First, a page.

There are specific reports on Malaysia and its human rights position over the past years. Malaysia was last reviewed in 2009.
In this context Proham is hosting a discussion on this theme.
Date: Oct 22, 2013 (Tuesday)
Time : 8pm to 10pm (latest 10.30pm)
Venue: Bilik Bunga Mawar 1st Floor Bangunan Utama/HQ MBPJ,
Jalan Yong Shook Lin, Petaling Jaya
To highlight the UPR process in enhancing human rights compliance
To highlight the summary & content of the three key reports on Malaysia for the 2013 review
To discuss the current status of human rights in Malaysia
Panel SpeakersTan Sri Simon Sipaun (Proham Chairman)
Ms Juanita Lourdes Joseph (UN Malaysia Special Coordinator)
Suhakam Commissioner (Invited)
Ms Ivy Josiah (Proham Member)Datuk Saifuddin Abdullah (CEO, Global Movement of Moderates)
Panel moderated by Datuk Dr Denison Jayasooria (Proham Secretary General)
Please review three key documents on Malaysia for the UPR Review:-
· Prepared by the Malaysian Government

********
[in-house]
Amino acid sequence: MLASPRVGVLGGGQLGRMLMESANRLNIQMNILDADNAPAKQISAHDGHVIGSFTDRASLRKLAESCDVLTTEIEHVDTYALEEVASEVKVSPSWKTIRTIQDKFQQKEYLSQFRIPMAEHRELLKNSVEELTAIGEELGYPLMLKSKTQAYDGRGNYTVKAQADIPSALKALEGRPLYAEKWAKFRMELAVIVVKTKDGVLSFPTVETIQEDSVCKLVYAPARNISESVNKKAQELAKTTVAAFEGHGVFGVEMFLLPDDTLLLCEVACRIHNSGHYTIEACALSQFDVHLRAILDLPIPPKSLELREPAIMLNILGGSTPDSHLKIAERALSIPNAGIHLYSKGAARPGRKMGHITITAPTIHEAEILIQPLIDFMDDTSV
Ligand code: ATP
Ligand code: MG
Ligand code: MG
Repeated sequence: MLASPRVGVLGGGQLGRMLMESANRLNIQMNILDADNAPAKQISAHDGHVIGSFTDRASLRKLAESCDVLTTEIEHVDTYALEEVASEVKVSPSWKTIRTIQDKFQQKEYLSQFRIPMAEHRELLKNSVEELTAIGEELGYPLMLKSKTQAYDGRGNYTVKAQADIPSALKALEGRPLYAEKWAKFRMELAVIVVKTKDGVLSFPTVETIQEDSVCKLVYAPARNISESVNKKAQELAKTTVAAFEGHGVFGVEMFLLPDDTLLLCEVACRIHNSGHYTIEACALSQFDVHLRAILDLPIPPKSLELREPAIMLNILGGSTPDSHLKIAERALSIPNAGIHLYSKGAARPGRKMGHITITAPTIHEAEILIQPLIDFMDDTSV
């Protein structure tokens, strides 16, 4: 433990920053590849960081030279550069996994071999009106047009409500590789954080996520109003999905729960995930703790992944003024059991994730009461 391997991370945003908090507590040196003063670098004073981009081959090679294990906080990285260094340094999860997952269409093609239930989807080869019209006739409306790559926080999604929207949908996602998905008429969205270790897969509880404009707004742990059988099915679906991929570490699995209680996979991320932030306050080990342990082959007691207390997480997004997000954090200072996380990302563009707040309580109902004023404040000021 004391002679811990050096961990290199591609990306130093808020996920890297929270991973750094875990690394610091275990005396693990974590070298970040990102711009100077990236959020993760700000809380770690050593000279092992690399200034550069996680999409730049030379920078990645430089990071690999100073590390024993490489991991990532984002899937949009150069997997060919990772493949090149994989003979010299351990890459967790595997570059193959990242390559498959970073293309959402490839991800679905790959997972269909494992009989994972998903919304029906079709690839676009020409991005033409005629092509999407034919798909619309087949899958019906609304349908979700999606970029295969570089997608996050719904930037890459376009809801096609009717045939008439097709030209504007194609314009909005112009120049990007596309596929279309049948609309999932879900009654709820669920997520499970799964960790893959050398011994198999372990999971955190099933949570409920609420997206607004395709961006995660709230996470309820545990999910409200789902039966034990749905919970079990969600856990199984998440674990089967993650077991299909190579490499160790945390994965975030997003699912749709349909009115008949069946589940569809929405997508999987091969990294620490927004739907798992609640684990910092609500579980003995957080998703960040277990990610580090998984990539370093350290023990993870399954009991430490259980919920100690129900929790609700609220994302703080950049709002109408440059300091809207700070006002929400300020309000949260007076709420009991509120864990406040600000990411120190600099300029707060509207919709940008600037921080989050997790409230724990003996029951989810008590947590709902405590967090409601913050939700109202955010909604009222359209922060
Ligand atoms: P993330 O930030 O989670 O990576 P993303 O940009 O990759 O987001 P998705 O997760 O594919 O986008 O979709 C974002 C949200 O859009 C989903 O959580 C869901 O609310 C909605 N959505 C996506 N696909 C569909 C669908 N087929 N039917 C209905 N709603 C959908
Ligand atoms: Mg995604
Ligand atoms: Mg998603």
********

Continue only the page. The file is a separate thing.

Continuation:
· Prepared by the UN office in Malaysia
· Prepared by the NGOs in Malaysia
Please confirm participation by emailing: firstname.lastname@example.org
What is the Universal Periodic Review?
The Universal Periodic Review "has great potential to promote and protect human rights in the darkest corners of the world.” – Ban Ki-moon, UN Secretary-General
The Universal Periodic Review (UPR) is a unique process which involves a review of the human rights records of all UN Member States. The UPR is a State-driven process, under the auspices of the Human Rights Council, which provides the opportunity for each State to declare what actions they have taken to improve the human rights situations in their countries and to fulfil their human rights obligations. As one of the main features of the Council, the UPR is designed to ensure equal treatment for every country when their human rights situations are assessed.
The UPR was created through the UN General Assembly on 15 March 2006 by resolution 60/251, which established the Human Rights Council itself. It is a cooperative process which, by October 2011, has reviewed the human rights records of all 193 UN Member States. Currently, no other universal mechanism of this kind exists. The UPR is one of the key elements of the Council which reminds States of their responsibility to fully respect and implement all human rights and fundamental freedoms. The ultimate aim of this mechanism is to improve the human rights situation in all countries and address human rights violations wherever they occur.